In Bermejo’s last documented painting, “Desplà Pietà” (1490) from the Barcelona Cathedral, the archdeacon in the painting is Lluís Desplà, the donor who commissioned the work. He was based in Barcelona and was a staunch opponent of the Inquisition, so it is thought that he may have provided Bermejo with some sort of protection in Barcelona and also certainly gave him other commissions, including stained-glass window design.
Another odd thing about Bermejo, from the little we know, it does look like he worked predominantly for a private clientele, not for monasteries or major churches. Perhaps that is also a sign that he was a converso. I also think his very unique style of painting probably appealed to individuals.
The Epoch Times: I read that he was one of the best portrait painters in Spain. Can you please tell us about that?
Ms. Treves: Portraiture wasn’t something that 15th-century Spanish artists specialized in. I think there’s a document that said that the king and queen of Spain were complaining that they couldn’t find any decent portrait painters in Spain. They had to bring them in from elsewhere in Europe.
I think what’s so astonishing about Bermejo is that his characterizations and portraits are exceptional. These are integrated within a devotional work. When you blow them up as details, they work as standalone portraits, but they also function very importantly in each of these three masterpieces: the “Desplà Pietà,” the “Triptych of the Virgin of Montserrat,” and “Saint Michael Triumphant Over the Devil With the Donor Antoni Joan.” The donor is very physically present before the religious figure to whom the altarpiece or painting was dedicated to.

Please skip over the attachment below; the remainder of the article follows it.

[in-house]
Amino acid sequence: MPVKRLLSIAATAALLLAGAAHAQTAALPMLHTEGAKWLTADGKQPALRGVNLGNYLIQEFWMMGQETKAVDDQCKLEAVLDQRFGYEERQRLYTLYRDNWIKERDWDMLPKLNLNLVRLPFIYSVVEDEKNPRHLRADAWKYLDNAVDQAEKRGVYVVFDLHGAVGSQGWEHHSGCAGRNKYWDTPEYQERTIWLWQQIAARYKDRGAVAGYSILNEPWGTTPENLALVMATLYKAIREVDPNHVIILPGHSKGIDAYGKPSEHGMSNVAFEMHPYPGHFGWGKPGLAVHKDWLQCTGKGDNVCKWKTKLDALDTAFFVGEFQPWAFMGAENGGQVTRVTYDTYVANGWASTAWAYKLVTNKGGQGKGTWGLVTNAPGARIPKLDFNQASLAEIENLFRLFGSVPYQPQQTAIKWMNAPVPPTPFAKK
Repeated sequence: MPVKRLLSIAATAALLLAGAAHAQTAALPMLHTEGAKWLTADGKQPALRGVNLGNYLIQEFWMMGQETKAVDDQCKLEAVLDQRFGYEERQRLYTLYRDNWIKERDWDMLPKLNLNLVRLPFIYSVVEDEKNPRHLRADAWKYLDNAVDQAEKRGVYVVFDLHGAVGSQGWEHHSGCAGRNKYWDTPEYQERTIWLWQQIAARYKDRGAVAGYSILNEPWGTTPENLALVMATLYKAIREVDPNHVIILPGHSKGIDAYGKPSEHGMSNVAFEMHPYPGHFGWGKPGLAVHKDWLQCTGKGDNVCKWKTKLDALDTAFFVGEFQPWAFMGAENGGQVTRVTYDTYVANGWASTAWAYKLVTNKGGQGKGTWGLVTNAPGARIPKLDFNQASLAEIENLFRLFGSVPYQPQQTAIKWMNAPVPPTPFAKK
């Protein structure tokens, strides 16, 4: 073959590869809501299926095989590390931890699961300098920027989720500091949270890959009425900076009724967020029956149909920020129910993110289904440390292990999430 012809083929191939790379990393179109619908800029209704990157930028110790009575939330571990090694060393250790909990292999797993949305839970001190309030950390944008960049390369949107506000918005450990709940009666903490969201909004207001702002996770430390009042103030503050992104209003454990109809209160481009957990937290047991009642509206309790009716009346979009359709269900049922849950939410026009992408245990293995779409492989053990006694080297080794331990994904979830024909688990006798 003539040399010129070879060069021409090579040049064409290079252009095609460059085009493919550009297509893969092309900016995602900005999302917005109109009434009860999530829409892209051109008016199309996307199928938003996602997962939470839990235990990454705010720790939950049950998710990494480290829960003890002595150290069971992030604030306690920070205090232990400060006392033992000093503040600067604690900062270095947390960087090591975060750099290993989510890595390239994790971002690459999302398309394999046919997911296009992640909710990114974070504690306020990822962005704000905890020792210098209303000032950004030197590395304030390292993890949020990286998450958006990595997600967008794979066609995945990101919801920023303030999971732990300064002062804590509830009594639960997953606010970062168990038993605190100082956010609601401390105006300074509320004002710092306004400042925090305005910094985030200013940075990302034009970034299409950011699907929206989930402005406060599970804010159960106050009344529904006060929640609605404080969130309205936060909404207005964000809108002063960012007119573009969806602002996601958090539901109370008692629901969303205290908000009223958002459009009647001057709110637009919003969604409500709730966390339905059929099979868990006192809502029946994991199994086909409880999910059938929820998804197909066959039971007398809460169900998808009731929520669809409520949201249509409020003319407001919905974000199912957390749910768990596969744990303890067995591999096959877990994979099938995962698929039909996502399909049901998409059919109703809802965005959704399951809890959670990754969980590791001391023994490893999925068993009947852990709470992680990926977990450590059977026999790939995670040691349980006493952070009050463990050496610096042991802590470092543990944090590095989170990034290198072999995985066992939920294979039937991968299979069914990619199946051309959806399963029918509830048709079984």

The “Triptych of the Virgin of Montserrat” (probably 1470–75) was specifically painted for the Italian cloth-merchant Francesco della Chiesa, seen kneeling in the picture. The painting was hung in Valencia, but on his death at the beginning of the 16th century, the picture was sent back to his family in Northern Italy in Acqui Terme, where the picture has been ever since.
In fact, what’s so lovely is that one of the wings in that triptych is actually damaged by candle flames. I don’t know if you noticed, but on the left-hand wing there’s an area where it has been burned by the flames of the candles burning in front of the picture. But it reminds you that these objects were devotional objects; they were used. The donors would’ve knelt before them and prayed.
Similarly, the “Desplà Pietà,” from the Barcelona Cathedral, was painted for Desplà’s chapel within his home attached to the cathedral. It now hangs within the cathedral itself in the room where Desplà’s tomb is, so it is still very much connected to the place for which it was painted. I have to say, it took quite a bit of convincing for Barcelona Cathedral to send it to London. It had never been sent abroad.
Both the “Desplà Pietà” and the “Triptych of the Virgin of Montserrat” have never been seen in the UK.
I feel personally that one of the most successful things of the show, and one of the things I am most proud of, is that sometimes less is more. You can say so much with three great masterpieces. I think with those three pictures (the “Desplà Pietà,” the “Triptych of the Virgin of Montserrat,” and “Saint Michael Triumphs Over the Devil”), you really see a trajectory in the artist’s works, but you can also see what he’s trying to achieve in each picture.
I think he’s someone who is very singular in Spain. He’s extremely difficult to pigeonhole. I did find it fascinating working on Bermejo because I realized there isn’t anyone really like him in Spain at that time.
To find out more about “Bartolomé Bermejo: Master of the Spanish Renaissance” at the National Gallery, London, visit NationalGallery.org.uk
This interview has been edited for clarity and brevity.